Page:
Be careful of confusing female and immature Montagu's Harriers. There is a great deal of similarity and it can be very tricky to accurately identify them in the field.

Subspecific information monotypic species

Foreign names

  • Busard cendré,
  • Aguilucho cenizo,
  • águia-caçadeira,
  • Wiesenweihe,
  • hamvas rétihéja,
  • Grauwe Kiekendief,
  • Albanella minore,
  • ängshök,
  • Enghauk,
  • kaňa popolavá,
  • moták lužní,
  • Hedehøg,
  • niittysuohaukka,
  • Bloupaddavreter (Blouvleivalk),
  • arpella cendrosa,
  • Gráheiðir,
  • błotniak łąkowy,
  • pļavu lija,
  • močvirski lunj,
  • Луговой лунь,
  • ヒメハイイロチュウヒ,
  • 乌灰鹞,
  • 烏灰鷂,

Voice song and cries

Busard cendré
♂ Second

Several different calls can be heard. The simplest is a buzzard type call, but shorter, sharper, and more acerbic. From an anxious bird in flight, one can expect short, repeated kiek kiek kiek cries. If the anxiety increases, they accelerate their cries to kie kie kie kie kie kie kie... becoming even more piercing.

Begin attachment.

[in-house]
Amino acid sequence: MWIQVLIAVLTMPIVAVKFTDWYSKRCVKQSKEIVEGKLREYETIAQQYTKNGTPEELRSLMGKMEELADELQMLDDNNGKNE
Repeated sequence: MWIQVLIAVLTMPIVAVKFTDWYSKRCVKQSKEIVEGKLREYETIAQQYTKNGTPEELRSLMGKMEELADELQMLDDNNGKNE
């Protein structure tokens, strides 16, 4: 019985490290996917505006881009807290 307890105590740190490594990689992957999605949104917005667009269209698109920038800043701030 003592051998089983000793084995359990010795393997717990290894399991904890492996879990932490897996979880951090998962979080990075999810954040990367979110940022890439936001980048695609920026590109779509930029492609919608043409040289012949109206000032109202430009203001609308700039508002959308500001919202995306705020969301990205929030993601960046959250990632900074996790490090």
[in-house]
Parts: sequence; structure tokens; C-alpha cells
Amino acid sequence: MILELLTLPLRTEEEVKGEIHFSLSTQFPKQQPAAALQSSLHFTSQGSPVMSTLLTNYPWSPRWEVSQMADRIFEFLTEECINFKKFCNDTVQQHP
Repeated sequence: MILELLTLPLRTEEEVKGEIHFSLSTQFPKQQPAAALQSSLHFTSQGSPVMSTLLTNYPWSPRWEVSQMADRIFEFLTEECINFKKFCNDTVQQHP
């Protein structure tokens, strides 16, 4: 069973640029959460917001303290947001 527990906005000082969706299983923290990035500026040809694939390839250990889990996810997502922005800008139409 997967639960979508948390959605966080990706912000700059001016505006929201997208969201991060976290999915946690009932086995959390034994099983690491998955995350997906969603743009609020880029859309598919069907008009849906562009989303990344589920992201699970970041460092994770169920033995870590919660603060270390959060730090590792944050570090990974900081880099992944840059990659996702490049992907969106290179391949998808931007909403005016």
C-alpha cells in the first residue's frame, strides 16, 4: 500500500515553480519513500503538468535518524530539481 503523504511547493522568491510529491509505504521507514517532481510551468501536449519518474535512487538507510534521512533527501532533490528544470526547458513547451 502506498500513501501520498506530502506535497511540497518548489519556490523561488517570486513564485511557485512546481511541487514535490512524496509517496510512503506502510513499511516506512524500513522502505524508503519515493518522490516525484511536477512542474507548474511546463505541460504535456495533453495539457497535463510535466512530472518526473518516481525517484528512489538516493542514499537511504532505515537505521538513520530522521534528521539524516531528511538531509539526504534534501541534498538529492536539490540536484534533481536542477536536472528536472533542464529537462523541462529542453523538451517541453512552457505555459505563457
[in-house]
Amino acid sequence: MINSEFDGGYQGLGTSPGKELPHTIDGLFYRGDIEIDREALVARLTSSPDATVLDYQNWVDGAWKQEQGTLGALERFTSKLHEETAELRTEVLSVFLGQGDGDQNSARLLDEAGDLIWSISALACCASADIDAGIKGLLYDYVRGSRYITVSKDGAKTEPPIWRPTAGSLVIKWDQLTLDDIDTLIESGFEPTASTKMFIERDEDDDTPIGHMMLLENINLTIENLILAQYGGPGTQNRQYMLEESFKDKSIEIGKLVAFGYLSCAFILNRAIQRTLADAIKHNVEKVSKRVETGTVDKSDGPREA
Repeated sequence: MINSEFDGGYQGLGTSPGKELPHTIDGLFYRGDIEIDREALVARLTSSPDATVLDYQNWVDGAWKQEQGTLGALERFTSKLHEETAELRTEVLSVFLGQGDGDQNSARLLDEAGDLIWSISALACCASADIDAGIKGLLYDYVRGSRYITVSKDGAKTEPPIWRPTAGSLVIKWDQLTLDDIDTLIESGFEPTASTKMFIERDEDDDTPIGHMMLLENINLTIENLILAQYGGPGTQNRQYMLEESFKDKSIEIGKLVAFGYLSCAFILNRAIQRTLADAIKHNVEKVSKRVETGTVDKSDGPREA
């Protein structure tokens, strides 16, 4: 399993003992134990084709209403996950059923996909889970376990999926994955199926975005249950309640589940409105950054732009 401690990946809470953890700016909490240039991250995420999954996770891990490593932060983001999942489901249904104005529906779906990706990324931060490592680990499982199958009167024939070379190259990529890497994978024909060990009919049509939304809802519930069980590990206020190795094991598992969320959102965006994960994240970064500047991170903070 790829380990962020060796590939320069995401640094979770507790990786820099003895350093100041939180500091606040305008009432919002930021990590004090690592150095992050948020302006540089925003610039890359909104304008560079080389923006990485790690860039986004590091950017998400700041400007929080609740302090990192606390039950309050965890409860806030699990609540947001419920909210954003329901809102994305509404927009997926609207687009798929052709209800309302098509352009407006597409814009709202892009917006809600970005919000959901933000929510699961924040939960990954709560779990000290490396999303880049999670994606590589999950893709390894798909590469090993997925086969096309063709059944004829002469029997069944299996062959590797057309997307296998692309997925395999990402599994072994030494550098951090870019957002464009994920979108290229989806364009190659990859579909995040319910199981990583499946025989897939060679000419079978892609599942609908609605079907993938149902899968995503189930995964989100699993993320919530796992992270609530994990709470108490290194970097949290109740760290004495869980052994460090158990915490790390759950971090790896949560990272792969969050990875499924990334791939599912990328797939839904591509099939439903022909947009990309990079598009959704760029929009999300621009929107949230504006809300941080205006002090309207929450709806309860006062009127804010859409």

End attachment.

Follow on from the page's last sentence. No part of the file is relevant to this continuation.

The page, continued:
The fledglings beg persistently with high pitched pjiiiiiiiiiuuhs.


Busard cendré
♀ adult

Birds of prey inhabit open habitats, mainly grassy but also lightly shrubby. Montagu's Harrier is no exception.

Originally, of course, the habitats occupied during the breeding season were natural (natural meadows, reed beds, non-flooded sedge marshes, etc.). But since human encroachment on natural habitats and the decline of their carrying capacity, it has had to adapt. Today, in a country like France, the majority of pairs nest in cultivated habitats with the risks that this represents for the species, but there is no choice. For example, a field of cereals, which has similarities with a tall reed bed, is very welcoming for the species and camouflages the nest well. But there are risks that we will see later. During migration and wintering, the species broadens its range of habitats, including all open habitats with a minimum of vegetation such as steppes or semi-deserts. Whereas in the summer it is mainly a bird of the plains or low plateaus, in winter in Africa it can climb up to 4,000 m altitude, attracted by the grassy habitats that grow on the slopes.